How moderate and progressive Democrats can work together
Furthermore, as the electorate evolves, it will be important for candidates to adapt their positions accordingly. For example, younger voters are more liberal on certain issues and are beginning to turn out in higher numbers. This should allow progressives opportunities to “strike while the iron is hot.” From there, it is up to party leadership to address other, potential bipartisan issues to provide political cover to more moderate members.
Lastly, money is an integral component of a successful campaign. Though early estimates suggest that the 2020 elections cost a record amount, much of the money raised and spent were in a few high-profile races, leaving many other candidates cash-strapped. This may have been a contributing factor to some Democratic defeats, but we will defer to future researchers to make that assessment.
In short, maintaining a majority in the House of Representatives necessarily requires winning competitive districts, which leads to members who adopt more moderate ideological positions. However, moving certain policies in the preferred direction of the more progressive flank of the party is also important to reducing infighting, mobilizing the Democratic base, and addressing the needs of various constituencies.
Note: This article gives the views of the author, and not the position of USAPP – American Politics and Policy, nor the London School of Economics.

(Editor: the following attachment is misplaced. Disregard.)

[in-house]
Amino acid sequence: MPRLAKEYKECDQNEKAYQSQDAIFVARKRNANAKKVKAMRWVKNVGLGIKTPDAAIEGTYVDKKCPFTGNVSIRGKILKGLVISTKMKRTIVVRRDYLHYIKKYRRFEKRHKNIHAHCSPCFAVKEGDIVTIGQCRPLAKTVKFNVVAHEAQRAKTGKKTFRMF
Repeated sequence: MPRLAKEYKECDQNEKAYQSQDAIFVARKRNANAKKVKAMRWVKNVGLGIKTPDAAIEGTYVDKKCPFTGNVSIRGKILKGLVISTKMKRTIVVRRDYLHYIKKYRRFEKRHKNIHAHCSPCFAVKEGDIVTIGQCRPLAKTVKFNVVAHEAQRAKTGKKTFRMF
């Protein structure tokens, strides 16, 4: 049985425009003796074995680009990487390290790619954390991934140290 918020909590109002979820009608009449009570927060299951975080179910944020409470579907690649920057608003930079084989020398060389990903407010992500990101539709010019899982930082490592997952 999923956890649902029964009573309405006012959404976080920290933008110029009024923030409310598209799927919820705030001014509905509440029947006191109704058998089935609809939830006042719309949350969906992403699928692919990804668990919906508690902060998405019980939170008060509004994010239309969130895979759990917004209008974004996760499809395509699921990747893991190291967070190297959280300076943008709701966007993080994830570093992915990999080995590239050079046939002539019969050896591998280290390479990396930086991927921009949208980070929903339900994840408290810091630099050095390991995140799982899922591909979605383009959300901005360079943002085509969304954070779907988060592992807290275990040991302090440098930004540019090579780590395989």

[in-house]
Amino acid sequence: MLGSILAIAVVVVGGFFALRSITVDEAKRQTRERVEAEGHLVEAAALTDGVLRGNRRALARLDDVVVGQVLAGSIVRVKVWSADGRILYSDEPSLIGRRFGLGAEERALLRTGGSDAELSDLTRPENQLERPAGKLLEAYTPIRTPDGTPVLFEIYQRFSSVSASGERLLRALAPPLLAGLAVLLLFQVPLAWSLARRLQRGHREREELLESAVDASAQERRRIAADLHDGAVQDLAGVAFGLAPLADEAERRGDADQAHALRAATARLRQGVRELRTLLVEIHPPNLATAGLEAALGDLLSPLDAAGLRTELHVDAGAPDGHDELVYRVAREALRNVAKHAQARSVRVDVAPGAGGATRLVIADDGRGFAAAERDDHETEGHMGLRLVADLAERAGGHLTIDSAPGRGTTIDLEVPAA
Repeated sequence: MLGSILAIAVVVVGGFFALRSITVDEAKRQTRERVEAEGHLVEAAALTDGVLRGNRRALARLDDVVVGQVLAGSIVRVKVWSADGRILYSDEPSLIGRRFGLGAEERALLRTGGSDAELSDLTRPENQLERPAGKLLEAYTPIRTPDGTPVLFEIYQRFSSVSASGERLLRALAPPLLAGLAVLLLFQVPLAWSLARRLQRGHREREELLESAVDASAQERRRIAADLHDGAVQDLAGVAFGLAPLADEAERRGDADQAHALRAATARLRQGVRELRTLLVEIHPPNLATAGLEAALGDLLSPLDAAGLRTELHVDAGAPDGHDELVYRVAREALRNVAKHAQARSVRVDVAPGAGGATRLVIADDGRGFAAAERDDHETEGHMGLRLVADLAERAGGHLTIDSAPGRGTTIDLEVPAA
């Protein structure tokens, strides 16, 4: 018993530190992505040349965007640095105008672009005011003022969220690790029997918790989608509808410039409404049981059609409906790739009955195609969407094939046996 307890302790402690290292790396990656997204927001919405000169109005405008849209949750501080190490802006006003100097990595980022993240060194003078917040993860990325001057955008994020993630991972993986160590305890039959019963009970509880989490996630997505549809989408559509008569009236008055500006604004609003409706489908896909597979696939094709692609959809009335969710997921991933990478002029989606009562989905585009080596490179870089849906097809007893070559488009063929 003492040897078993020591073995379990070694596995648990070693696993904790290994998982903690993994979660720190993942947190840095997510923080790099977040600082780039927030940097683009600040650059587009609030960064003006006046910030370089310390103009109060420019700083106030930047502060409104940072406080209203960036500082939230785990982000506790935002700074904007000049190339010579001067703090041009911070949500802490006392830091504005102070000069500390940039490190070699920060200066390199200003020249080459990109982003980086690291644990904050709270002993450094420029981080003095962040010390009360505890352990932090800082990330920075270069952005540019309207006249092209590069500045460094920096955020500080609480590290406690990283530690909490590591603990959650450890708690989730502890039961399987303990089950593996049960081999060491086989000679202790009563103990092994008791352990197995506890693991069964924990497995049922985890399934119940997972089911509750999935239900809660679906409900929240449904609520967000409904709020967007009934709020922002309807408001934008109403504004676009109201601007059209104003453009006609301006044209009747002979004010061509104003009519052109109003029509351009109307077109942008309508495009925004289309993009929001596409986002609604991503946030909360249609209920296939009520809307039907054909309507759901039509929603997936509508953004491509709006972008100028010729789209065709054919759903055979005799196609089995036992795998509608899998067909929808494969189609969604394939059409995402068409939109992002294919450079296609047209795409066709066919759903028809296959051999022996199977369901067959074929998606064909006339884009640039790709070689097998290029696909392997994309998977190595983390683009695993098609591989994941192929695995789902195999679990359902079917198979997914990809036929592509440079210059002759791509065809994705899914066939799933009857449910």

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About the authors
Ryan Williamson – Auburn University
Ryan Williamson is an Assistant Professor in the Department of Political Science at Auburn University. He received his PhD from the University of Georgia, and previously worked on Capitol Hill as a member of the American Political Science Association’s Congressional Fellowship Program. His interests include Congress and Legislative Procedure, Congressional Elections, Institutional Development, the US Presidency, and Research Design and Methods.
Jamie L. Carson – University of Georgia
Jamie Carson is the UGA Athletic Association Professor of Public and International Affairs II in the Department of Political Science at The University of Georgia. His primary research interests are in American politics and political institutions, with an emphasis on representation and strategic political behavior. Most of his current research focuses on congressional politics and elections, American political development, and separation of powers.